by A.J. Higgins
Maine Public news story
A pair of bills has surfaced in the Legislature’s Transportation Committee that would try to help the cash-strapped state DOT find new ways to build and maintain roads. But a provision for billboards in one bill, and the option for business signs in another, created an uproar during public hearings, where critics turned out in force to let lawmakers know that they don’t want to repeal the state’s 34-year ban on billboard advertising.
Republican state Sen. Doug Thomas of Ripley would like to generate more money for improvements to Maine’s highways. His bill, LD 1367, suggests a number of options, such as redirecting money from leases on state highway property to DOT accounts, and dedicating motor vehicle fines for road work.
But his proposal to rethink the state’s 34-year-old ban on billboard advertising attracted more than a dozen of opponents to a public hearing on the bill before the Legislature’s Transportation Committee.
“I think there are some opportunities where a few billboards wouldn’t hurt a thing–they would help businesses, they would help direct traffic to those businesses,” Thomas said.
Thomas says that in addition to providing new revenue for road improvements, reinstituting billboards would provide Maine businesses with a once-popular means to generate sales.
“In my district there’s a restaurant, that as long as they had a small billboard by the road they were able to stay open, but when the state made them take down that billboard, that drove enough business away so that they had to close,” Thomas said. “How many jobs do we lose, and how do we affect our business climate because we don’t allow our people to use one of the most effective ways there is to advertise?”
Thomas, who is a member of the Transportation Committee, at one point was grilled by Democratic state Sen. Bill Diamond of Windham about where reinstating billboards could lead.
Thomas: “I don’t have in mind a billboard on every stretch of road in Maine, but I think that we could find 25 or 50 to start and let’s see how it works.”
Diamond: “The potential, though, under what you just described could be hundreds and hundreds of more billboards–maybe thousands.”
Thomas: “Only if we allow it. But I think it’s an opportunity to make some money and fix some roads without going up on taxes.”
Meanwhile, state Rep. Dennis Keschl of Belgrade has offered LD 1405 as a way to allow businesses to place large road signs on their own property to advertise their businesses–even if that property is also within sight of the Interstate. He says that aspect of the bill is also generating a lot of criticism.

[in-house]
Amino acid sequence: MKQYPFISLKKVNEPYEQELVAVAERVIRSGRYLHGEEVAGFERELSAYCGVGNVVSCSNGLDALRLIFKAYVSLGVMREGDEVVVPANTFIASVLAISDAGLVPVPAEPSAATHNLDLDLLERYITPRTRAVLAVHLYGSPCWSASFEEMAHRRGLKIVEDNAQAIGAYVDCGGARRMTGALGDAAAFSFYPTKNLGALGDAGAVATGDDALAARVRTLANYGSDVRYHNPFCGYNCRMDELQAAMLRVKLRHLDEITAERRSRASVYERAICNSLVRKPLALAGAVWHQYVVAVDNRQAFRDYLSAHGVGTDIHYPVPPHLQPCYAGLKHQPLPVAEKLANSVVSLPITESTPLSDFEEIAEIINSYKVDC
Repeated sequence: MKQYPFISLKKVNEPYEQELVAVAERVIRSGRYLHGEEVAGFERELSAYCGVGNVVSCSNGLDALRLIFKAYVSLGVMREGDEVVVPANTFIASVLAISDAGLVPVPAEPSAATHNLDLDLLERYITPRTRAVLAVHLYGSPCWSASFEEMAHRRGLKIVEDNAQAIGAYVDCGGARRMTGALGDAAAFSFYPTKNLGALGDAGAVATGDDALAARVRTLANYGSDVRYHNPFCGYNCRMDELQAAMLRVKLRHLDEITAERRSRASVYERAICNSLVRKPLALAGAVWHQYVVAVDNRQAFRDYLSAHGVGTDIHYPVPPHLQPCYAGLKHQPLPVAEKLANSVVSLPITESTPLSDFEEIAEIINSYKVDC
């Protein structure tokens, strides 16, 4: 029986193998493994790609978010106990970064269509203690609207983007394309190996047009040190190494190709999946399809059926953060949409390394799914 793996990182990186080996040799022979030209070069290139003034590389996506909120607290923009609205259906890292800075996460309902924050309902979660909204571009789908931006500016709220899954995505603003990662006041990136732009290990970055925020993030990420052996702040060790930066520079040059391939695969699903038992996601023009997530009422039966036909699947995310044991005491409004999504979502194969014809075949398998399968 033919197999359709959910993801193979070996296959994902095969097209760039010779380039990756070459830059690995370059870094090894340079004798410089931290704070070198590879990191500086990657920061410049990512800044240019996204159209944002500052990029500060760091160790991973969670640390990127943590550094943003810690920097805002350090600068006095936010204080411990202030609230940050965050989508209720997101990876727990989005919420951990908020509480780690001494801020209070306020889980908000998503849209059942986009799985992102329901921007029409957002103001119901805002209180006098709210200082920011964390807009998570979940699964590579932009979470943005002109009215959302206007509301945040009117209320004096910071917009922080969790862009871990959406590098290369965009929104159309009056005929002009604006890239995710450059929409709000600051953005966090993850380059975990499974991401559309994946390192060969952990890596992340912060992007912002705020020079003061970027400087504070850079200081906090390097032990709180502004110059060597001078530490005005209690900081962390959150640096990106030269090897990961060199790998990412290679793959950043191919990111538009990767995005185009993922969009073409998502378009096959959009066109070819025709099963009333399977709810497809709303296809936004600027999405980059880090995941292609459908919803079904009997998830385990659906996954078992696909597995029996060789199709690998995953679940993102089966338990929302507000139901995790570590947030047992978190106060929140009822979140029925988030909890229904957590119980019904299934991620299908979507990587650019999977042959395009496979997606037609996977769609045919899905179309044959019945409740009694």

“One of the elements that they’re not okay with is the fact that it also allows for signs if a person has property within such proximity of the turnpike, they can put a sign up that’s higher than normal right now with a surface area of 400 square feet, but local communities can restrict that–they don’t have to accept that,” he said.
With local town budgets also coping with rising costs, Amanda Russell of Edgecomb says the “just say no” approach doesn’t always gain much traction with voters. “Think how difficult it is to say ‘no’s to any kind of revenue when you’re a little town, starving for money. I mean, even what we did in Edgecomb on Route 1 and Route 27, it was very, very difficult, and they were really great ordinances that protected our town, and people understand that now–but it was a fight when we were going through it,” Russell said.
“I oppose any form of billboards,” said Portland resident Nick Hall. “I know that from experience from living in two other big cities, Dallas, Texas, and New York City–they are ugly.”
Hall expressed a shared view of many of the billboard bills’s critics. One of the champions of the anti-billboard campaign in 1977 is now nearing her 94th birthday. Marion Fuller Brown, of York, a former GOP lawmaker, was unable to attend the hearing on the bills, but her daughter, Emily Fuller Hawkins, of Deer Isle, made it clear that her mother is not happy that billboards could come back.
“The current efforts to chip away at Maine’s environmental achievements enacted between the 1960s and today have caused her great distress–hearing about LD 1367, section 7, has just about done her in,” Fuller Hawkins said.
The billboard bills are also opposed by the Maine Chamber of Commerce and the Natural Resources Council of Maine.